In a recent task at my job I have come with a situation I cannot find references to research made about it. Basically, I have two procedures and I want to test if they behave exactly the same way (i.e., they will always give the same response when fed with the same input).

More precisely, say I have procedure 1 which, when fed with an input, will give a sequence as a response, say ABAAB. This procedure is the industry standard, but it is expensive.

Now, there is a (cheaper) proposed procedure 2 which should behave exactly the same way. So, if for three consecutive and (maybe) dependent inputs procedure 1 outputs ABCAA, ACAAB and CABBA; I should see the same three sequences as output from procedure 2.

Lets call $X_n$ the Bernoulli variable which equals 1 if both procedures give the same answer and 0 otherwise. So $X_n \sim Ber(p)$ and my null hypothesis is $p = 1$.

I cannot figure how to test this hypothesis with a finite sample. I can easily propose tests for the hypothesis $p > 1 - \epsilon$, but I would like to check if there is some work done regarding the original problem. Thank you in advance.

  • $\begingroup$ An obvious rejection rule is to reject as soon as you see any difference whatever between the two sets of results. If the null is true, you will never reject, so the type I error rate is 0, the lowest it can be, but if the null is false, you will expect some difference to pop up eventually, so a large sample should often have excellent power (we can't say what it is without more information, though) $\endgroup$ – Glen_b Aug 13 '18 at 5:21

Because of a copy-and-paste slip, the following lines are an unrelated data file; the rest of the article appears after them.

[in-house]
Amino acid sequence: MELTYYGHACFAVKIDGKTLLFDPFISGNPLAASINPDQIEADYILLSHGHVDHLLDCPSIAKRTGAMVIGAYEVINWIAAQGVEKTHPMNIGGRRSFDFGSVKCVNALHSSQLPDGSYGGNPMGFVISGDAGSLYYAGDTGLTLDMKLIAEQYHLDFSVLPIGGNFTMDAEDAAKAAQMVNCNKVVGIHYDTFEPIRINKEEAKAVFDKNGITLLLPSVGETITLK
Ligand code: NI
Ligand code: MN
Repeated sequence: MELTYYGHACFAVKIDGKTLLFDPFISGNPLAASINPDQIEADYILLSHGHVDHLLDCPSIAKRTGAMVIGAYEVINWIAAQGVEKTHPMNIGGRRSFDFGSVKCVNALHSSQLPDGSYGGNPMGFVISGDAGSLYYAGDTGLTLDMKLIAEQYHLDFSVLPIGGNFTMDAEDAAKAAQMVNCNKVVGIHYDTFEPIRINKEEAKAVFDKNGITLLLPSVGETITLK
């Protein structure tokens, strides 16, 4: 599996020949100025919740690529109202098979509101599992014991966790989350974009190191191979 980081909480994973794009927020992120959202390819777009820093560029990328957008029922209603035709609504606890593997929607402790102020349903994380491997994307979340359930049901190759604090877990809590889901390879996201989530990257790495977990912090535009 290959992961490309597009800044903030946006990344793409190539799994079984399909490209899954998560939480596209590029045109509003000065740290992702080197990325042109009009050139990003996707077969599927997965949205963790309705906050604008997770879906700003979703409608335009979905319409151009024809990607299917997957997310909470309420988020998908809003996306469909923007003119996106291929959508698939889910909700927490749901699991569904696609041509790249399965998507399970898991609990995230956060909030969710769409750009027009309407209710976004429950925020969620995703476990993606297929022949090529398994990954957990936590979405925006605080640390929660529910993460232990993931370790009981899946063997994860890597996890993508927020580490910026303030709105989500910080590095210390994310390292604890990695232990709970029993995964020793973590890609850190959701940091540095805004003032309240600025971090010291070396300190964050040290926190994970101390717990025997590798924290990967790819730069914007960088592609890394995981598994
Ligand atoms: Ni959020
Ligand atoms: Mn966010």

• $\begingroup$ @glen_b Thank you for your comment. I know that as soon as I see some $X_m = 0$ then $H_0$ is to be rejected. But I have a finite sample (say a couple of thousand inputs) so my question is what confidence do I have with this test. Because if I see all the two thousands realizations equal one, under the alternative hypothesis the probability of this outcome is arbitrarily close to one if $p = 1 - \epsilon$ and $\epsilon$ is sufficiently small. $\endgroup$ – Cristián Antuña Aug 13 '18 at 10:27
  • $\begingroup$ Just as I explained when discussing power above, we can't do anything specific (like derive a 5% test say) with the present information; you mention the possibility of dependence but we don't know anything about the form or the extent of it. $\endgroup$ – Glen_b Aug 13 '18 at 10:54
  • $\begingroup$ @glen_b Thank you again for your comment. I thought this was the situation (nothing more specific can be done unless more information is addedd) but it was worth asking in case it was not and I was unaware of it. I guess my best chances are to production department to give me more specific hypothesis to work with. Thanks again! $\endgroup$ – Cristián Antuña Aug 13 '18 at 11:03

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